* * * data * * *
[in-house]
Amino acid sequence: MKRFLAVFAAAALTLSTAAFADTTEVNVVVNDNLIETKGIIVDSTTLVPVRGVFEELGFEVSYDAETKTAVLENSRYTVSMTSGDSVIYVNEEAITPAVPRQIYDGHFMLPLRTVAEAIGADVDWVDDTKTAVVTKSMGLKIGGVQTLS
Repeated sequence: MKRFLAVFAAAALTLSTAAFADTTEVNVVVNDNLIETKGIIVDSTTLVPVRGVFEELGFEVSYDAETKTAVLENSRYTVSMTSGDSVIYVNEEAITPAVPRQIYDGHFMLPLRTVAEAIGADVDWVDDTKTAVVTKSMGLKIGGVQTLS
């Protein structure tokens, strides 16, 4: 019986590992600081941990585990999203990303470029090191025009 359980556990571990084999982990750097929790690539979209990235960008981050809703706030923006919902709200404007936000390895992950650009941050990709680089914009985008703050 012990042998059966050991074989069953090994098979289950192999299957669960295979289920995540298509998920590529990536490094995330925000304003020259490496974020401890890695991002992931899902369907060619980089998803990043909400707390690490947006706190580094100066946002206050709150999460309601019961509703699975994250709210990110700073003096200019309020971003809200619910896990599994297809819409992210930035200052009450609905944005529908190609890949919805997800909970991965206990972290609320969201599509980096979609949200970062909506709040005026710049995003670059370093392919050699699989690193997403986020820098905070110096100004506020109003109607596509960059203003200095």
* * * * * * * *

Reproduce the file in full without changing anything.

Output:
[in-house]
Amino acid sequence: MKRFLAVFAAAALTLSTAAFADTTEVNVVVNDNLIETKGIIVDSTTLVPVRGVFEELGFEVSYDAETKTAVLENSRYTVSMTSGDSVIYVNEEAITPAVPRQIYDGHFMLPLRTVAEAIGADVDWVDDTKTAVVTKSMGLKIGGVQTLS
Repeated sequence: MKRFLAVFAAAALTLSTAAFADTTEVNVVVNDNLIETKGIIVDSTTLVPVRGVFEELGFEVSYDAETKTAVLENSRYTVSMTSGDSVIYVNEEAITPAVPRQIYDGHFMLPLRTVAEAIGADVDWVDDTKTAVVTKSMGLKIGGVQTLS
């Protein structure tokens, strides 16, 4: 019986590992600081941990585990999203990303470029090191025009 359980556990571990084999982990750097929790690539979209990235960008981050809703706030923006919902709200404007936000390895992950650009941050990709680089914009985008703050 012990042998059966050991074989069953090994098979289950192999299957669960295979289920995540298509998920590529990536490094995330925000304003020259490496974020401890890695991002992931899902369907060619980089998803990043909400707390690490947006706190580094100066946002206050709150999460309601019961509703699975994250709210990110700073003096200019309020971003809200619910896990599994297809819409992210930035200052009450609905944005529908190609890949919805997800909970991965206990972290609320969201599509980096979609949200970062909506709040005026710049995003670059370093392919050699699989690193997403986020820098905070110096100004506020109003109607596509960059203003200095």